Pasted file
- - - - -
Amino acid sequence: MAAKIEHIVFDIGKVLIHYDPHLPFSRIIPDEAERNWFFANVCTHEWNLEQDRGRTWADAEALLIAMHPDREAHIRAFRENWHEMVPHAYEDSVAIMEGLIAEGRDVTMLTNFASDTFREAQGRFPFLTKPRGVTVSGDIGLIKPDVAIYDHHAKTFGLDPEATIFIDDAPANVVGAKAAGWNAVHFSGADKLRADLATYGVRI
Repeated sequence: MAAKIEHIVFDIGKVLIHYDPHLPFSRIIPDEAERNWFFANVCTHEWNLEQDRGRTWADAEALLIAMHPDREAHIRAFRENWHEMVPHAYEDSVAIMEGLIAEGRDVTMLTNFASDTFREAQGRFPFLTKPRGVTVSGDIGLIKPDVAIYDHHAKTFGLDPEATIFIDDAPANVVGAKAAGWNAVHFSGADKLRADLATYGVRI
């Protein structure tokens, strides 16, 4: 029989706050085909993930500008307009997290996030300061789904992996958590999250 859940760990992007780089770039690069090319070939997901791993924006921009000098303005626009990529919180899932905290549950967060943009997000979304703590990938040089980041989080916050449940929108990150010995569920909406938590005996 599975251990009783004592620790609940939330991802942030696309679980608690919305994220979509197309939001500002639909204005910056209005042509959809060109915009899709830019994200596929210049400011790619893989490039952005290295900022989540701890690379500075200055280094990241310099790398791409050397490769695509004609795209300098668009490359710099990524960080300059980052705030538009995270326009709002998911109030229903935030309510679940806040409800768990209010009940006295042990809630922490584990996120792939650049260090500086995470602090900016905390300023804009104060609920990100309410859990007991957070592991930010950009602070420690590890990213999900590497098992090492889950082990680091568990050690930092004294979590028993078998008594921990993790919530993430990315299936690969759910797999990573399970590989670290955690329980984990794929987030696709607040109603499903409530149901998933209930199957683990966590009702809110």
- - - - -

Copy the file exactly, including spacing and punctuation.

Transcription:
Amino acid sequence: MAAKIEHIVFDIGKVLIHYDPHLPFSRIIPDEAERNWFFANVCTHEWNLEQDRGRTWADAEALLIAMHPDREAHIRAFRENWHEMVPHAYEDSVAIMEGLIAEGRDVTMLTNFASDTFREAQGRFPFLTKPRGVTVSGDIGLIKPDVAIYDHHAKTFGLDPEATIFIDDAPANVVGAKAAGWNAVHFSGADKLRADLATYGVRI
Repeated sequence: MAAKIEHIVFDIGKVLIHYDPHLPFSRIIPDEAERNWFFANVCTHEWNLEQDRGRTWADAEALLIAMHPDREAHIRAFRENWHEMVPHAYEDSVAIMEGLIAEGRDVTMLTNFASDTFREAQGRFPFLTKPRGVTVSGDIGLIKPDVAIYDHHAKTFGLDPEATIFIDDAPANVVGAKAAGWNAVHFSGADKLRADLATYGVRI
């Protein structure tokens, strides 16, 4: 029989706050085909993930500008307009997290996030300061789904992996958590999250 859940760990992007780089770039690069090319070939997901791993924006921009000098303005626009990529919180899932905290549950967060943009997000979304703590990938040089980041989080916050449940929108990150010995569920909406938590005996 599975251990009783004592620790609940939330991802942030696309679980608690919305994220979509197309939001500002639909204005910056209005042509959809060109915009899709830019994200596929210049400011790619893989490039952005290295900022989540701890690379500075200055280094990241310099790398791409050397490769695509004609795209300098668009490359710099990524960080300059980052705030538009995270326009709002998911109030229903935030309510679940806040409800768990209010009940006295042990809630922490584990996120792939650049260090500086995470602090900016905390300023804009104060609920990100309410859990007991957070592991930010950009602070420690590890990213999900590497098992090492889950082990680091568990050690930092004294979590028993078998008594921990993790919530993430990315299936690969759910797999990573399970590989670290955690329980984990794929987030696709607040109603499903409530149901998933209930199957683990966590009702809110």